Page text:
Andrew Hollingsworth has an interesting paper, Thomistic Simplicity and Distinguishing the Immanent and Economic Trinities (PDF), arguing that the former causes problems for the latter. Unfortunately, he makes a number of common errors. This is seen very clearly in his account of what simplicity means for Aquinas:
The DDS: (i) God lacks all composition and is made up of no parts, be those parts physical or metaphysical. (ii) There exist in God no distinctions, be those distinctions between essence and existence, act and potency, substance and attribute, essence and accident, genus and differentia, or form and matter. (iii) God is identical with all of his intrinsic features, and all of said features are identical with one another.
This is wrong in ways that end up being significant for the argument.
(i) is roughly correct, although 'physical or metaphysical' is not a genuine Thomistic distinction in this context; the doctrine in fact relies on the Thomistic account of composition, in which you have composition wherever you have act and passive potency. There are different kinds of parts, but what makes them parts is always the same, so 'physical or metaphysical' does no work in the Thomistic account. (It gets added in these contexts because people often assume that 'parts' means 'physical parts'.)
(ii) is inconsistent with the Thomistic account of simplicity. (As a side issue, 'substance and attribute' and 'essence and accident' are bad pairings -- one would expect 'substance and accident' and 'essence and existence'.) What is true is that there are in God no distinctions that imply composition (which, again implies act and passive potency). Some kinds of distinctions, like purely relative distinctions, do not necessarily do so. Hollingsworth is sloppy about this; he sometimes just says 'distinctions' and sometimes 'real distinctions', which is a very specific kind of distinction. This is actually a problem for his argument, because there is no reason whatsoever why one would think the immanent/economic distinction is a real distinction. They aren't separable; they aren't related as act and passive potency; and dividing God into two trinities would cause any number of problems. Rather, the economic Trinity just has to be the immanent Trinity considered relatively. Thus, to use the example that Hollingsworth uses, the divine missions (like the sending of the Son in the Incarnation or the sending of the Spirit to believers) are just the divine processions considered relative to a temporal effect. The Son is sent because the Son is always from the Father and creation is made to have an effect specifically linked to the Son being from the Father (the Incarnation).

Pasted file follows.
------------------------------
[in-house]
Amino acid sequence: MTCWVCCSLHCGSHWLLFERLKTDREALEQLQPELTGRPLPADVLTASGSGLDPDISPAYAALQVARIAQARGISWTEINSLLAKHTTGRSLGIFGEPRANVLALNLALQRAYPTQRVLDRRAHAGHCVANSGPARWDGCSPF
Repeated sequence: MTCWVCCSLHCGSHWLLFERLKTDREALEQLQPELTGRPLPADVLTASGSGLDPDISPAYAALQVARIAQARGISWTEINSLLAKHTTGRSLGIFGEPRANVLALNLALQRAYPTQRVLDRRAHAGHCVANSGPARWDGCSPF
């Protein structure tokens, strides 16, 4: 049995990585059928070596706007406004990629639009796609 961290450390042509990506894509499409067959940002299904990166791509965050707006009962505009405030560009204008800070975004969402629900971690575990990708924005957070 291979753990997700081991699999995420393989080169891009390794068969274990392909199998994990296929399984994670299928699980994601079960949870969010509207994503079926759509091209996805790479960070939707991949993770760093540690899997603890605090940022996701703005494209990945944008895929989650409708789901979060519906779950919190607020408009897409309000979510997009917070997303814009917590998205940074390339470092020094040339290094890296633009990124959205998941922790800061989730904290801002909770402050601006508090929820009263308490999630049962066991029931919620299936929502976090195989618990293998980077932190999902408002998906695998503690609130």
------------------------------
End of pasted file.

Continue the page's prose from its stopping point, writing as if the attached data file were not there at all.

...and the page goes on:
(iii) is very, very wrong; this is a claim of analytic philosophers, not Thomists. Aquinas actually makes a famous distinction here: God is idem (same) with everything in God secundum rem, but not idem with everything in God secundum rationem. This is quite important, because identitas secundum rem doesn't require transitivity, which is what is usually implied in contemporary philosophy if you are talking about something being 'identical' without any qualification. Identitas in Latin does not mean 'identity' in the modern sense, although identity in the modern sense would be a kind of identitas. It means 'sameness'; its usual meaning is just generic sameness (sameness of kind), although in philosophical contexts other kinds of sameness are often in view.